Crucible of molten aluminium at Alcoa's production plant in Goose Creek, South Carolina
Crucible of molten aluminium at Alcoa's production plant in Goose Creek, South Carolina

Alcoa’s first-quarter net income rose 59 per cent to $149m as the aluminium group outperformed market expectations thanks to strong demand from users for its aerospace and automotive products.

The group nevertheless maintained its forecast for growth in world aluminium demand at 7 per cent. Its shares dipped 1.31 per cent in after-market trading to $8.28.

Alcoa is frequently seen as a bellwether for US industrial demand but has suffered in recent years from a worldwide excess in aluminium production, which has at times pushed after-tax operating income (ATOI) at its upstream alumina operations into loss.

Overall, revenue fell 2.9 per cent to $5.83bn from last year’s first quarter. Alcoa reported earnings per share up 44 per cent to 13 cents, against market expectations of 8 cents.

Excluding the effect of special items, net income would have risen 15 per cent to $121m. The special items included an income tax credit, mark-to-market gains on some energy contracts, and insurance payments after a fire, but were offset by restructuring costs.

William Oplinger, chief financial officer, said the group had delivered “solid first-quarter results” across all its business segments.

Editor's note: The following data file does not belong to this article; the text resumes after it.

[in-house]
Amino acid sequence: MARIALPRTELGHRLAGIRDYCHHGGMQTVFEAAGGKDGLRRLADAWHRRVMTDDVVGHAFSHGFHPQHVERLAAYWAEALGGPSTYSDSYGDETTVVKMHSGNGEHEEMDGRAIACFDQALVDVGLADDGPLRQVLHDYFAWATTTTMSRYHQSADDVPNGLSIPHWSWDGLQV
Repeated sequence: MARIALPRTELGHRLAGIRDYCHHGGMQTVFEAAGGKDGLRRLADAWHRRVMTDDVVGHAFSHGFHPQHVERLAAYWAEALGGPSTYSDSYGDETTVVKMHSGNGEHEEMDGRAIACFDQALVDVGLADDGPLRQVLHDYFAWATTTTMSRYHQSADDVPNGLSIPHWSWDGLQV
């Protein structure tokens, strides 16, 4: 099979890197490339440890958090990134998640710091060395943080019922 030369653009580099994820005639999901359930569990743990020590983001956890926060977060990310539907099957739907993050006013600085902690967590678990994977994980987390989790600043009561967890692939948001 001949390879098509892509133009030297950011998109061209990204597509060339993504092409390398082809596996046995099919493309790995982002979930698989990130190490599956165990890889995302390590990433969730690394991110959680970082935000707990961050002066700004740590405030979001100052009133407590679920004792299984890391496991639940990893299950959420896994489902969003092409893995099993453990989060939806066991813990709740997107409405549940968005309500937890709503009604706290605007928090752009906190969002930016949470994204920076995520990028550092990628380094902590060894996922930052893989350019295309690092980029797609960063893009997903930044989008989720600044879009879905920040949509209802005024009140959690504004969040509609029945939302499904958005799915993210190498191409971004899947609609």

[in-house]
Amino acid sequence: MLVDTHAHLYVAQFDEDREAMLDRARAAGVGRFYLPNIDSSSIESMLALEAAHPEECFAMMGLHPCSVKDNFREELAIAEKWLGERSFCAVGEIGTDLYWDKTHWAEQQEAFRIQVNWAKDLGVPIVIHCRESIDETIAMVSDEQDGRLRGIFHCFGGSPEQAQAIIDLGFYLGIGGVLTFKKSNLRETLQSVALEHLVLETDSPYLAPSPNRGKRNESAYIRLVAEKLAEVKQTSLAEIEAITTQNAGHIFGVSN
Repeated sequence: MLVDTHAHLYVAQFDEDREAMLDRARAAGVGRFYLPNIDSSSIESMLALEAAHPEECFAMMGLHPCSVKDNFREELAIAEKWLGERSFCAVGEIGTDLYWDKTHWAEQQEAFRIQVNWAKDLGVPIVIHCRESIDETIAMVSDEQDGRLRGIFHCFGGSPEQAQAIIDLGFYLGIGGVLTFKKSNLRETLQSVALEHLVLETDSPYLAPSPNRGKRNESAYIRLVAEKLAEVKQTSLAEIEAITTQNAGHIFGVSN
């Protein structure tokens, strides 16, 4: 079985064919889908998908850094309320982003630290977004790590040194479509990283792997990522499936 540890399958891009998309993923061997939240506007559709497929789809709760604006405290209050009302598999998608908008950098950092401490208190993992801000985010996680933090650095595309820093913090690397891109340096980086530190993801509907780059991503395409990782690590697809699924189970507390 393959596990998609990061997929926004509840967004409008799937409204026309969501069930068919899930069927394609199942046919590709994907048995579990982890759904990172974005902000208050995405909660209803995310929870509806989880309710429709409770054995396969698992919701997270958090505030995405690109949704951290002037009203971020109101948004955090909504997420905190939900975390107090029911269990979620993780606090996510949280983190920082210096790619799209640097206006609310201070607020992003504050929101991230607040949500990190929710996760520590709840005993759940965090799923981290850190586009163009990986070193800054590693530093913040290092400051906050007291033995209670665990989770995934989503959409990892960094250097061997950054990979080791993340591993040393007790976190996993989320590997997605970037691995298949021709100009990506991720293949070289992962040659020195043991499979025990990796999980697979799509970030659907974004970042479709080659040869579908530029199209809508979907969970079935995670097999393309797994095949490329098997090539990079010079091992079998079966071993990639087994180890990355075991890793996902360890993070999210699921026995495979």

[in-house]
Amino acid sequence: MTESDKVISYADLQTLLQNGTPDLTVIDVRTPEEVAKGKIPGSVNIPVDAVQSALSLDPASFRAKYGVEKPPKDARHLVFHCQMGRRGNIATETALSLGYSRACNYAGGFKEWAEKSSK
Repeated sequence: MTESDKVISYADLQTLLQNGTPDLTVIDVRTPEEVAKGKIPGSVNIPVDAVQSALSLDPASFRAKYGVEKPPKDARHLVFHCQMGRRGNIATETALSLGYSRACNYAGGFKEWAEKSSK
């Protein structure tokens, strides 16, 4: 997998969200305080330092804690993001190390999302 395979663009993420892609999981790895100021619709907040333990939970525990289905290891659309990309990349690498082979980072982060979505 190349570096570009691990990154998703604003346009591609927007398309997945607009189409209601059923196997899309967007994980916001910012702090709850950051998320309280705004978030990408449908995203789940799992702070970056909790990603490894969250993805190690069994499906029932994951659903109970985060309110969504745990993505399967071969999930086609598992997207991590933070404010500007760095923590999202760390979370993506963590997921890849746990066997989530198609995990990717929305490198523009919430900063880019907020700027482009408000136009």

ATOI in engineered products and solutions – which makes components for the aerospace and automotive industries – rose 10 per cent over last year’s first quarter to $173m, on third-party sales up 2.4 per cent to $1.42bn.

Third-party sales figures exclude the substantial sales between Alcoa’s different segments.

In global rolled products, ATOI fell 21 per cent to $81m, on third-party sales down 3.6 per cent to $1.78bn.

The two upstream businesses remained “strongly profitable”, Mr Oplinger said. They had benefited from strong demand in the automotive and aerospace industries but suffered from low international aluminium prices.

The group forecast that aerospace demand would grow 9 to 10 per cent this year, while automotive demand would grow between 1 and 4 per cent.

ATOI in the core alumina business rose 65 per cent to $58m on third-party sales up 6.6 per cent to $826m. Alcoa attributed the improvement to better aluminium prices on the London Metal Exchange.

In primary metals, ATOI rose from $10m to $39m, on third-party sales down 9.6 per cent to $1.76bn. The company attributed the improvement to better efficiency.

Despite the continuing excess of worldwide aluminium production, Alcoa sharply cut its forecast for annual excess over demand from 535,000 metric tonnes in the fourth quarter to 155,000 metric tonnes this quarter. The reduction is a result of scaling back production.

“We see a slightly tighter market as supply contracts,” Mr Oplinger said.

Get alerts on Alcoa Inc when a new story is published

Copyright The Financial Times Limited 2019. All rights reserved.
Reuse this content (opens in new window)

Follow the topics in this article